Alteration of the circadian clock in children with Smith-Magenis syndrome.

Research paper by Marta M Nováková, Sona S Nevsímalová, Iva I Príhodová, Martin M Sládek, Alena A Sumová

Indexed on: 14 Dec '11Published on: 14 Dec '11Published in: The Journal of clinical endocrinology and metabolism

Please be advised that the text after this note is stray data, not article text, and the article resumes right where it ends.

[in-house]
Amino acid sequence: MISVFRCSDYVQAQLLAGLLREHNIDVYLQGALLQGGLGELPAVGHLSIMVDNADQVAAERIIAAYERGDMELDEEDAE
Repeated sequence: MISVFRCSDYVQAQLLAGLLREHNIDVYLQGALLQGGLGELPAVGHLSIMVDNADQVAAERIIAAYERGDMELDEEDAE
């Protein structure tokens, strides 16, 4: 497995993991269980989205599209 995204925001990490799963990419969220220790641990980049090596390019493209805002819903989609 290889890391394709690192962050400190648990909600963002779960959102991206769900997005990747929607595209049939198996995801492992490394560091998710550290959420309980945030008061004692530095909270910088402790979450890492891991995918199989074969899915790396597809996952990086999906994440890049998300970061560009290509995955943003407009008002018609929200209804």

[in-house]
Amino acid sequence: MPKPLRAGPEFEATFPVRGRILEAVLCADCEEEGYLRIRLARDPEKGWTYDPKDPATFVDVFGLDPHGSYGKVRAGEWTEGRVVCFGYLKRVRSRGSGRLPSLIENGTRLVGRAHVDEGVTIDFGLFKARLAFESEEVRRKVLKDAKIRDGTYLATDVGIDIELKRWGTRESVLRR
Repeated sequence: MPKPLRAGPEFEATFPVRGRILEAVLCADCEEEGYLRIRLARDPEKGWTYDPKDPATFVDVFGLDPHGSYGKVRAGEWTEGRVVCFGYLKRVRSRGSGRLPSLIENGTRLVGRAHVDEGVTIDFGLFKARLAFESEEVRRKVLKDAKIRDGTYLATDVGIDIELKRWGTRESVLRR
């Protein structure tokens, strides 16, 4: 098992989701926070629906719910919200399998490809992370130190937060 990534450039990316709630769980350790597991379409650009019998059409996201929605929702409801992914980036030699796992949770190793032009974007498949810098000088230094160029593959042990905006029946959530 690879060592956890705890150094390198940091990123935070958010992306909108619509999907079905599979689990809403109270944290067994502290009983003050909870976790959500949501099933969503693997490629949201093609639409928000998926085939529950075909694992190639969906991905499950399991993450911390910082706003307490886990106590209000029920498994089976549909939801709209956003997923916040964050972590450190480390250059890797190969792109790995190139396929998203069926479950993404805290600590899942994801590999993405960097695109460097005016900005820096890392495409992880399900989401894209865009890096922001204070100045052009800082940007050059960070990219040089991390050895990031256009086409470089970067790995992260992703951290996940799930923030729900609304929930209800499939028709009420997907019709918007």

Smith-Magenis syndrome (SMS) is associated with sleep disturbances and disrupted melatonin production.The study aimed to ascertain whether the sleep and melatonin production anomalies in SMS patients may be due to an alteration of the molecular mechanism of the circadian clock.Five SMS patients (3-17 yr old) and five healthy age-matched control subjects were involved in the study. Saliva and buccal scrub samples were collected every 4 h during a 24-h period. Daily profiles of melatonin were determined in saliva using a direct double-antibody radioimmunoassay. Daily profiles of clock gene mRNA levels (Per1, Per2, and Rev-erbα) were determined in buccal scrub samples by RT-PCR.In controls, melatonin levels were elevated during the nighttime and very low during the daytime. Daily profiles of clock genes, Per1, Per2, and Rev-erbα, mRNA levels in buccal mucosa exhibited significant and mutually synchronized circadian variations (Per1 and Rev-erbα: P < 0.001; Per2: P < 0.05); the mRNA levels were elevated during the daytime and decreased during the nighttime. In SMS patients, melatonin profiles were significantly altered compared with controls, being phase reversed, phase advanced, depressed, or abolished. Only Per1 and Rev-erbα mRNA profiles exhibited significant circadian rhythms (P < 0.05); the Per2 expression exhibited high variability, and the profile was out of phase with the other clock genes.Our findings suggest that the anomalies in melatonin profiles of SMS patients might be due to a disturbance of the molecular circadian clockwork.